Mesna is used to reduce the risk of hemorrhagic cystitis (a condition that causes inflammation of the bladder and can result in serious bleeding) in people who receive ifosfamide (a medication used for the treatment of cancer). Mesna is in a class of medications called cytoprotectants. It works by protecting the bladder against some of the harmful effects of certain chemotherapy medications.
Mesna comes as a tablet to take by mouth. The first dose of mesna is usually given as an injection into your vein at the same time as you receive your chemotherapy treatment. After that, your doctor may choose to continue your treatment with mesna tablets. It is usually given 2 and 6 hours after your chemotherapy treatment. Take mesna exactly as directed. Do not take more or less of it or take it more often than prescribed by your doctor.
If you vomit less than 2 hours after you take a dose of mesna tablets, call your doctor right away.
Drink at least 1 quart (4 cups; about 1 liter) of liquid daily while you are taking mesna tablets.
Ask your pharmacist or doctor for a copy of the manufacturer's information for the patient.
Mesna is also sometimes used to reduce the risk of hemorrhagic cystitis in people who receive the chemotherapy drug cyclophosphamide. Talk to your doctor about the risks of using this medication for your condition.
Before taking mesna,
Unless your doctor tells you otherwise, continue your normal diet.
Take the missed dose as soon as you remember it. Call your doctor right away for more instructions. Do not take a double dose to make up for a missed one.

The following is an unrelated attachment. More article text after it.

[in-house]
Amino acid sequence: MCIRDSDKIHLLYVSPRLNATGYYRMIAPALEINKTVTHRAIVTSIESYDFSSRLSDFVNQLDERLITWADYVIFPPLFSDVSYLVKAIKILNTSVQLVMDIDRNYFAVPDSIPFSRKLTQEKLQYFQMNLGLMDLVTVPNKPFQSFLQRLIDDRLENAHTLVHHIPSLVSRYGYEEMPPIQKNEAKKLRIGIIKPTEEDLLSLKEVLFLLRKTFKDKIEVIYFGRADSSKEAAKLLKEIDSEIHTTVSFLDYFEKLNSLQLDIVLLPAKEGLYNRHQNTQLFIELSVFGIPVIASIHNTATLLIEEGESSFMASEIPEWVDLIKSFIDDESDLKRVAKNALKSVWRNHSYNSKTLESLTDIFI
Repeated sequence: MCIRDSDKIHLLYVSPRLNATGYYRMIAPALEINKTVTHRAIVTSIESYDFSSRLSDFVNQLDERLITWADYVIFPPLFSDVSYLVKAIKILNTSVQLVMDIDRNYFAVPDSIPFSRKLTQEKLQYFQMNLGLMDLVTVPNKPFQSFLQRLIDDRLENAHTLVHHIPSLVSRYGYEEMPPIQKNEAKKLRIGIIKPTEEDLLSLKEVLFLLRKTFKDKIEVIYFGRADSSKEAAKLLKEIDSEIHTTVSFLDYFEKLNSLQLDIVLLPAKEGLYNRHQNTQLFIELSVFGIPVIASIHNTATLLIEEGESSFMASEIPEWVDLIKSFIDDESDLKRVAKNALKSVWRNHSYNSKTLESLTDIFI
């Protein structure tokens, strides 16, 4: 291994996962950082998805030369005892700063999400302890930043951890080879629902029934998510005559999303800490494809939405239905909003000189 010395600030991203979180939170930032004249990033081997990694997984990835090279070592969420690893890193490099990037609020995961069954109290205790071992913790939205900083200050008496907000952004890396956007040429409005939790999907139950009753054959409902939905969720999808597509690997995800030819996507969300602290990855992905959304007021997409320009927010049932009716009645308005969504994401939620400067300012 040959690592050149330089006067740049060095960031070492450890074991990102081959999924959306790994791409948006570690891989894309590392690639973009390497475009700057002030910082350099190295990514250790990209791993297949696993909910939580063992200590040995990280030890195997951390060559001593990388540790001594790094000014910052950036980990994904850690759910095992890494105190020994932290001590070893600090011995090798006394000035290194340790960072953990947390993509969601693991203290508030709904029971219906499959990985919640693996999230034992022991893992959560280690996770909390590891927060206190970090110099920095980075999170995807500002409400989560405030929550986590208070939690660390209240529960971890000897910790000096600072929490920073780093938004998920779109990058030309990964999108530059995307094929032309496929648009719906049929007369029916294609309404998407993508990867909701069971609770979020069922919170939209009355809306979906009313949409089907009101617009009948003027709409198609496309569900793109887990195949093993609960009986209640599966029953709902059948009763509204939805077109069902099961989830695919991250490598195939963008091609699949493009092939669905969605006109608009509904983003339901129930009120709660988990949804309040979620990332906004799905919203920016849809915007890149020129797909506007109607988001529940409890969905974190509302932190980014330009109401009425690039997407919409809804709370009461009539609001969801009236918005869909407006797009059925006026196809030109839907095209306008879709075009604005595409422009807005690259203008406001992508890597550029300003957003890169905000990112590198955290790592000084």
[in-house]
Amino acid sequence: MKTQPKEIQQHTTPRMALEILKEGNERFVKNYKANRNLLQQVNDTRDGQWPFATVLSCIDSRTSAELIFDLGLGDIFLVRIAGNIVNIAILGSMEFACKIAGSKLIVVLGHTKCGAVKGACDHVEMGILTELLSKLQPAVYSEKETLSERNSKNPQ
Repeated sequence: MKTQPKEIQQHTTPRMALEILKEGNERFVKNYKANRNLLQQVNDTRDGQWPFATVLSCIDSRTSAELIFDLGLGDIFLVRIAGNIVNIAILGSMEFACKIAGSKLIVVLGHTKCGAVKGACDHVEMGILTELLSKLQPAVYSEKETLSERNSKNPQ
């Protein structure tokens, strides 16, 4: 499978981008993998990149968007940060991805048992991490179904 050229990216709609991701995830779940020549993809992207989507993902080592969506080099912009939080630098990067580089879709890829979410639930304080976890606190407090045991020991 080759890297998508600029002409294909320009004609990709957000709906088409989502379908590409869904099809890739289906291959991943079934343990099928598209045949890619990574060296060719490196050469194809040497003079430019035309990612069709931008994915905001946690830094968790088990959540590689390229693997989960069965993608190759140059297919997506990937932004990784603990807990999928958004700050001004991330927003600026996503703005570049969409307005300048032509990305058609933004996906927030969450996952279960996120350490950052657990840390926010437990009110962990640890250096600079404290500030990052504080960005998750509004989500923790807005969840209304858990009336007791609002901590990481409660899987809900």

Mesna may cause side effects. Tell your doctor if any of these symptoms are severe or do not go away:
Some side effects can be serious. If you experience any of these symptoms, call your doctor immediately:
Mesna may cause other side effects. Call your doctor if you have any unusual problems while taking this medication.
If you experience a serious side effect, you or your doctor may send a report to the Food and Drug Administration's (FDA) MedWatch Adverse Event Reporting program online ( Web Site) or by phone (1-800-332-1088).
Keep this medication in the container it came in, tightly closed, and out of reach of children. Store it at room temperature and away from excess heat and moisture (not in the bathroom).
Unneeded medications should be disposed of in special ways to ensure that pets, children, and other people cannot consume them. However, you should not flush this medication down the toilet. Instead, the best way to dispose of your medication is through a medicine take-back program. Talk to your pharmacist or contact your local garbage/recycling department to learn about take-back programs in your community. See the FDA's Safe Disposal of Medicines website ( Web Site) for more information if you do not have access to a take-back program.
It is important to keep all medication out of sight and reach of children as many containers (such as weekly pill minders and those for eye drops, creams, patches, and inhalers) are not child-resistant and young children can open them easily. To protect young children from poisoning, always lock safety caps and immediately place the medication in a safe location – one that is up and away and out of their sight and reach. Web Site
In case of overdose, call the poison control helpline at 1-800-222-1222. Information is also available online at Web Site. If the victim has collapsed, had a seizure, has trouble breathing, or can't be awakened, immediately call emergency services at 911.
Keep all appointments with your doctor and the laboratory.
Before having any laboratory test, tell your doctor and the laboratory personnel that you are taking mesna.
It is important for you to keep a written list of all of the prescription and nonprescription (over-the-counter) medicines you are taking, as well as any products such as vitamins, minerals, or other dietary supplements. You should bring this list with you each time you visit a doctor or if you are admitted to a hospital. It is also important information to carry with you in case of emergencies.